Political stability in Romania is “extremely important” for Hungary from several aspects, Foreign Minister Péter Szijjártó said after talks with Hunor Kelemen, Romania’s deputy prime minister and head of the ethnic Hungarian RMDSZ party, in Bucharest on Tuesday.
“It is in our interest that there should be political stability [in Romania],” Szijjártó said, adding that RMDSZ greatly contributed to that stability.
The Hungarian government wants to maintain its economic programme to support ethnic Hungarian businesses in Romania, the minister said, but suggested that “wartime inflation could somewhat restrict” the programme.
The Hungarian government supports RMDSZ in its endeavours to protect the educational rights of the Hungarian minority, Szijjártó said. He said he hoped that the Roman Catholic Lyceum of Targu Mures (Marosvásárhely) could again become an independent college from next year on.
Szijjártó said that the Hungarian-Romanian economic and ethnic minority joint committees would convene in November. He also announced that two new border crossings, at Dombegyhaza and Elek, would be opened before the end of this year.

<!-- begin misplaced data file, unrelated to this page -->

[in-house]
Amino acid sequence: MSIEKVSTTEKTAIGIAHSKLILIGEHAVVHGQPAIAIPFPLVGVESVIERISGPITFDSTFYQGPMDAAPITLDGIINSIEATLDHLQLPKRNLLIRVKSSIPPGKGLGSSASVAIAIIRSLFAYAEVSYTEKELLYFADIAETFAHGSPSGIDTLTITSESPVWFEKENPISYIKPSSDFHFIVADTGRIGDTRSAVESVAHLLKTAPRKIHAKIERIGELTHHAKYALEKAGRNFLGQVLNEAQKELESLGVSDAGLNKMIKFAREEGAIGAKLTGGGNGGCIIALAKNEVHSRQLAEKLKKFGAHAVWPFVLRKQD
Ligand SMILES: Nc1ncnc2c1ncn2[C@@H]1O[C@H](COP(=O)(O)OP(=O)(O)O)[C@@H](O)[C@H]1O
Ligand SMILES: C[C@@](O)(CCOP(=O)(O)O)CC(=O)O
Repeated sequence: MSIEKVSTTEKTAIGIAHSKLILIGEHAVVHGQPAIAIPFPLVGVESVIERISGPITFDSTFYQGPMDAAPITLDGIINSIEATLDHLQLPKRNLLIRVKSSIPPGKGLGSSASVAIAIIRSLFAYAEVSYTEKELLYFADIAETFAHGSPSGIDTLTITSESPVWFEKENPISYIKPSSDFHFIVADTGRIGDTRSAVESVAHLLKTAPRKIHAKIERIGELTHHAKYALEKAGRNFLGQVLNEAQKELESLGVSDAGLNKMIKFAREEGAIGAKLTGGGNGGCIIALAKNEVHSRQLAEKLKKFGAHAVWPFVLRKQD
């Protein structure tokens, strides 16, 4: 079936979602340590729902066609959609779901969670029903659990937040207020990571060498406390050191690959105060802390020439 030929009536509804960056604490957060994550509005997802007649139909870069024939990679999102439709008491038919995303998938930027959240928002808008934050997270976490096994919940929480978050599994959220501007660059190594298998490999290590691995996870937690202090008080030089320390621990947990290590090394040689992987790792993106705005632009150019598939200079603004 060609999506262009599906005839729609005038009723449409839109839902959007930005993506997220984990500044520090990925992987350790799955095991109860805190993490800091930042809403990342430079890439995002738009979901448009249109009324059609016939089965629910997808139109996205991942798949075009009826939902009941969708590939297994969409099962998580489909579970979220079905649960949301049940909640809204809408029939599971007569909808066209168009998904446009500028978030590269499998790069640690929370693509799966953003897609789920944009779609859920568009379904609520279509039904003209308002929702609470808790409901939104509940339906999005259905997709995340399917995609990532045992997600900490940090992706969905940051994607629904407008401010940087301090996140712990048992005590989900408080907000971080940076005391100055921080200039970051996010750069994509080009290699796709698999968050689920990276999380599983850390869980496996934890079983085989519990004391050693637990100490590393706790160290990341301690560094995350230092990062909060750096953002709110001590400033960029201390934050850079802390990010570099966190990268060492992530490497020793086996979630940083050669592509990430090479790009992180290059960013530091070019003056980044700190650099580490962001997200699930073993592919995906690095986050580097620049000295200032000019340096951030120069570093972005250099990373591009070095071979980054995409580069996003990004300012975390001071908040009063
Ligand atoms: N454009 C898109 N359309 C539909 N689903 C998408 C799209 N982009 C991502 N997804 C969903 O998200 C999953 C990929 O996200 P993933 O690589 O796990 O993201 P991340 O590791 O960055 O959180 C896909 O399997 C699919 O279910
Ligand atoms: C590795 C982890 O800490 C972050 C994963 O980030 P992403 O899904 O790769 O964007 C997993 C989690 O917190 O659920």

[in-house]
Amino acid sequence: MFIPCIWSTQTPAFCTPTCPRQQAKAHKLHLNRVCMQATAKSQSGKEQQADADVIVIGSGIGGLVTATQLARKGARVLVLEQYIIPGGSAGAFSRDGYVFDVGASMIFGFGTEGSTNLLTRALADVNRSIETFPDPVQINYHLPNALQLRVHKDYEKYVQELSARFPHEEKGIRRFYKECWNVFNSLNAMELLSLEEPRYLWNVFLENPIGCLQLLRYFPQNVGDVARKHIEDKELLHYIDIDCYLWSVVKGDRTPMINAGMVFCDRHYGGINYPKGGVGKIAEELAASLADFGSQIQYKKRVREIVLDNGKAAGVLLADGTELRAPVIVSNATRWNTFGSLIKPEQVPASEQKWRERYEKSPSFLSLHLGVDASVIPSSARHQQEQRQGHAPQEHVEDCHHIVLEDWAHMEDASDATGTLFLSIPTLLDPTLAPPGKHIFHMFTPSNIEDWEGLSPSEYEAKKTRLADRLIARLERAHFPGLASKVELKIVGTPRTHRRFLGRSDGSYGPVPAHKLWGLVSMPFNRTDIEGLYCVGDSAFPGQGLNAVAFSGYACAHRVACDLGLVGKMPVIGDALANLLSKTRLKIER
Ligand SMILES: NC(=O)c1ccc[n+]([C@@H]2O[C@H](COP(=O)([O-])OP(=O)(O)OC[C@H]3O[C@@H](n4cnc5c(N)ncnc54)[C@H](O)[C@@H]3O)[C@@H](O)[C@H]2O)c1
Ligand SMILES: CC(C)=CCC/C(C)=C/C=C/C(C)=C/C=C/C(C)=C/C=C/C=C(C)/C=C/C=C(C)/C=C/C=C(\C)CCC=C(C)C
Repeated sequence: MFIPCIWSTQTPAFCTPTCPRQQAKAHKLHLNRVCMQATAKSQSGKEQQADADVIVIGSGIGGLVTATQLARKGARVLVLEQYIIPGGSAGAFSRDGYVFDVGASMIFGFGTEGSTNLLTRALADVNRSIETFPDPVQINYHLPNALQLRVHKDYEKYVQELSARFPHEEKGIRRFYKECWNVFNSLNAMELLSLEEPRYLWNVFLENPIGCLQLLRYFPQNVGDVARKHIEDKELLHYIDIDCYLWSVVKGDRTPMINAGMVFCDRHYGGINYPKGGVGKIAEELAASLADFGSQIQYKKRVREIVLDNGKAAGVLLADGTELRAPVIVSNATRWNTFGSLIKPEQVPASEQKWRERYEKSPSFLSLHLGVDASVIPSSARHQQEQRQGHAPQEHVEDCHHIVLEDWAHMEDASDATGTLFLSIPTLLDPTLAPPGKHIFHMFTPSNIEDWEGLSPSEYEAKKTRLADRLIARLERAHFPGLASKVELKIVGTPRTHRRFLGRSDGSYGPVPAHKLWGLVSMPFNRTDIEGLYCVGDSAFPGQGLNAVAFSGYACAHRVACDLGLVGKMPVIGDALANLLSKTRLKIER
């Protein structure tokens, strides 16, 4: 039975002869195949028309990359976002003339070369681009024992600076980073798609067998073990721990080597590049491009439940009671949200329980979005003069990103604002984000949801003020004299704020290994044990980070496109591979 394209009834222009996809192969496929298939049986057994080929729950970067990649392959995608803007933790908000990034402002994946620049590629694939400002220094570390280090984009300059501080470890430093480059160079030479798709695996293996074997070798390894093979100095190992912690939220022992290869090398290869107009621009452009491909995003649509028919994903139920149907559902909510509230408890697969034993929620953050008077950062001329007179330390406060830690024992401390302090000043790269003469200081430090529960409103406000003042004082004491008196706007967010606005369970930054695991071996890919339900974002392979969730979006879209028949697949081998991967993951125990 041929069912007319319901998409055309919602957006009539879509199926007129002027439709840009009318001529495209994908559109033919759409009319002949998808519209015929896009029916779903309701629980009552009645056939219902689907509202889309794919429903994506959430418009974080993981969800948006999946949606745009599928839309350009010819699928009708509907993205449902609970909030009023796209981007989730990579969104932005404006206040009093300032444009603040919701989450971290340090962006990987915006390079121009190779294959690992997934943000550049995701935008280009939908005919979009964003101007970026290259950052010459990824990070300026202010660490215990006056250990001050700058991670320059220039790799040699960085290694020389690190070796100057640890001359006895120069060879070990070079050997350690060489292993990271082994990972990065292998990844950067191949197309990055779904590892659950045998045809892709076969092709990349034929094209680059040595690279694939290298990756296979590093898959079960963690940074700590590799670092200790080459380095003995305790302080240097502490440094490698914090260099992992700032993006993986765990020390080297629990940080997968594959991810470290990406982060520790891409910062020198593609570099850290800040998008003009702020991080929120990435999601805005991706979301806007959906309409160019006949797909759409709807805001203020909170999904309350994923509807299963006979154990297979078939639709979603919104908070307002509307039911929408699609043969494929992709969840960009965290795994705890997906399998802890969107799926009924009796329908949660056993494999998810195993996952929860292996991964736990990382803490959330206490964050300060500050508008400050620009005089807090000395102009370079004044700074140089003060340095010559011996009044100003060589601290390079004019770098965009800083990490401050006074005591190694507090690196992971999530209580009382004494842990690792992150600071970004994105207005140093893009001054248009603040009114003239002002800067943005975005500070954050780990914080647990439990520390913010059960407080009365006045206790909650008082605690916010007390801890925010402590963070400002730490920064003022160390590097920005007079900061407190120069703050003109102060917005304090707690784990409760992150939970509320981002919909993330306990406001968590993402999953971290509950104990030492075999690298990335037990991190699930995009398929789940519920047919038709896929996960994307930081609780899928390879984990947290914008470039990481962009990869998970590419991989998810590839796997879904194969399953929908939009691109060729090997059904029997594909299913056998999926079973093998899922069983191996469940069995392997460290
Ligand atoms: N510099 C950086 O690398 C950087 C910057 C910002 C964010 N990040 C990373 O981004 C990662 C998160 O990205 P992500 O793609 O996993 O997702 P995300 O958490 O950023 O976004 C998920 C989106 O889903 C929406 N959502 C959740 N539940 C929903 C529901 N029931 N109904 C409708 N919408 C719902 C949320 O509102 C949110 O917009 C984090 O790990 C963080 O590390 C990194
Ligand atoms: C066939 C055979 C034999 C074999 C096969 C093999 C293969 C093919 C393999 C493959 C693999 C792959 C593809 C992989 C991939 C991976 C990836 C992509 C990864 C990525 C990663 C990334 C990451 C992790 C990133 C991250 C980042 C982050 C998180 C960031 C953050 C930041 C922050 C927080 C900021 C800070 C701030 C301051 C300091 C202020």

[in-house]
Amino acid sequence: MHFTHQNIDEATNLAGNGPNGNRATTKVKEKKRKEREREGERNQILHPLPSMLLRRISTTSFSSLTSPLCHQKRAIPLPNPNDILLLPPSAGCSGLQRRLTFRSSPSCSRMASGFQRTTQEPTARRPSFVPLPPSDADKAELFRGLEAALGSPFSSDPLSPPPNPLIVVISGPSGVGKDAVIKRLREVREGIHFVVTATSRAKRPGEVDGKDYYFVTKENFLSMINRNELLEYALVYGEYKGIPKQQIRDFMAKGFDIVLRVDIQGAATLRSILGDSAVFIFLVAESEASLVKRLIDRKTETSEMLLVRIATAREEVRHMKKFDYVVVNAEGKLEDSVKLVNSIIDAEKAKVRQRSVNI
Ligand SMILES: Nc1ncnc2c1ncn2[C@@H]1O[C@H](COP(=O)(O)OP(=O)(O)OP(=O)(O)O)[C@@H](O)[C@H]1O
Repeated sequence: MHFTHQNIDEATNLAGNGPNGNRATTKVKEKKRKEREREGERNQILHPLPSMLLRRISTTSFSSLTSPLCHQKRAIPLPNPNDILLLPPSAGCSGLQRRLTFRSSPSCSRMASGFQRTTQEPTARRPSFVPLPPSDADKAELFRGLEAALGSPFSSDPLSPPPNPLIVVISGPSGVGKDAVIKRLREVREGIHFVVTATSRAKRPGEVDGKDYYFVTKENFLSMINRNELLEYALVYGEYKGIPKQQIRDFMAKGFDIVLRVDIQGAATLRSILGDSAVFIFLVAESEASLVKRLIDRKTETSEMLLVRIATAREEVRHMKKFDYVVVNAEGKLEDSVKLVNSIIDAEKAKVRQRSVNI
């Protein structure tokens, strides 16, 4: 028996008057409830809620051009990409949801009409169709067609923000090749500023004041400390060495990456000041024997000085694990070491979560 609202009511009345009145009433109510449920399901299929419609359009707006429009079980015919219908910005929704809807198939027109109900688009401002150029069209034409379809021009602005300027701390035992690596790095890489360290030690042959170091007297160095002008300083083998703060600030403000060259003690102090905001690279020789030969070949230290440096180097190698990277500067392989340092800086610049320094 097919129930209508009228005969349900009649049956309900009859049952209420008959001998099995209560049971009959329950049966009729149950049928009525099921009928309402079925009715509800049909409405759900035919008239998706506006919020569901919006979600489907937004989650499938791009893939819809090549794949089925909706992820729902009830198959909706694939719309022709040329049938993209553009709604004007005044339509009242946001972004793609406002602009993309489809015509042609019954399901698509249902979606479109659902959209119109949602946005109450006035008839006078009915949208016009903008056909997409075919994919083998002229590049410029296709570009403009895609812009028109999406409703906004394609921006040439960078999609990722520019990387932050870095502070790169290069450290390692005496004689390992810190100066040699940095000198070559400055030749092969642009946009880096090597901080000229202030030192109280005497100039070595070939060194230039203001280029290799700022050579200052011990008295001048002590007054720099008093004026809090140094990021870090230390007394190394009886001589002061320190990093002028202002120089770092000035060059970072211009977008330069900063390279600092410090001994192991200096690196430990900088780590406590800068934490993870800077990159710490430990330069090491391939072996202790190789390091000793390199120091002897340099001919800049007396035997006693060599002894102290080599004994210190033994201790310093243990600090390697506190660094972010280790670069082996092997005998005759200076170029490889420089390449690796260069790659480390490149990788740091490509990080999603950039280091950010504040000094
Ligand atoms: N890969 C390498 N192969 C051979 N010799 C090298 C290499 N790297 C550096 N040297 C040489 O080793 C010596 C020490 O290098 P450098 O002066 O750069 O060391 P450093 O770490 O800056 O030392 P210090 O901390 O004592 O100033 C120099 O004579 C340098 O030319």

Answering a question concerning gas extraction from the Neptun Deep gas field under the Black Sea, Szijjártó said Hungary would be “interested in possible imports” once oil and gas companies Petrom and OMV decided on launching a project. Importing gas from Romania has no infrastructural hindrances as the networks of the two countries have been interconnected, he noted.
Earlier in the day, Szijjártó met Bogdan Lucian Aurescu, his Romanian counterpart, Energy Minister Virgil-Daniel Popescu, Business and Tourism Minister Constantin-Daniel Cadariu, Sports Minister Karoly Eduard Novak, as well as Development, Public Administration, and Public Development Minister Attila Cseke.